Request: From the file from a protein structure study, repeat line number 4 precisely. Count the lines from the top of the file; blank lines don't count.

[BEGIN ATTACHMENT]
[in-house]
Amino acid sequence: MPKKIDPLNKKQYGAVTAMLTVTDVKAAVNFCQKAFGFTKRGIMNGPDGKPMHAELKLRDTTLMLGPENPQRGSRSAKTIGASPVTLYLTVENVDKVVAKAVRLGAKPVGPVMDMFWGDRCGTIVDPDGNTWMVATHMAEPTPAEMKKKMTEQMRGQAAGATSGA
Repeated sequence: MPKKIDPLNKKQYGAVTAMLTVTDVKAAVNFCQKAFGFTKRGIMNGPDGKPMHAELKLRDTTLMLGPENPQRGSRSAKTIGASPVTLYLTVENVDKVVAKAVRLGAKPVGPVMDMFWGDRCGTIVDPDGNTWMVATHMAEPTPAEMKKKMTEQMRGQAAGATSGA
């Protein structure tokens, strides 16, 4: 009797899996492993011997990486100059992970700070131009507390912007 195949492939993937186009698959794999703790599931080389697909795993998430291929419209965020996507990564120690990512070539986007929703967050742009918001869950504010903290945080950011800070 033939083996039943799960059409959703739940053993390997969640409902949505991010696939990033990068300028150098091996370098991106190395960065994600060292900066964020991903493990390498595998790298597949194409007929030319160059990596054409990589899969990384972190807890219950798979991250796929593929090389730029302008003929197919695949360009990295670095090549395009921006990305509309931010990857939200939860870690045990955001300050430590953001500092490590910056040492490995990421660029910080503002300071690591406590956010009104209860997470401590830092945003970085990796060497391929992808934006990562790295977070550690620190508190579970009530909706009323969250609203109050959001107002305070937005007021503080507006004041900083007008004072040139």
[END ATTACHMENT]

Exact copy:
């Protein structure tokens, strides 16, 4: 009797899996492993011997990486100059992970700070131009507390912007 195949492939993937186009698959794999703790599931080389697909795993998430291929419209965020996507990564120690990512070539986007929703967050742009918001869950504010903290945080950011800070 033939083996039943799960059409959703739940053993390997969640409902949505991010696939990033990068300028150098091996370098991106190395960065994600060292900066964020991903493990390498595998790298597949194409007929030319160059990596054409990589899969990384972190807890219950798979991250796929593929090389730029302008003929197919695949360009990295670095090549395009921006990305509309931010990857939200939860870690045990955001300050430590953001500092490590910056040492490995990421660029910080503002300071690591406590956010009104209860997470401590830092945003970085990796060497391929992808934006990562790295977070550690620190508190579970009530909706009323969250609203109050959001107002305070937005007021503080507006004041900083007008004072040139």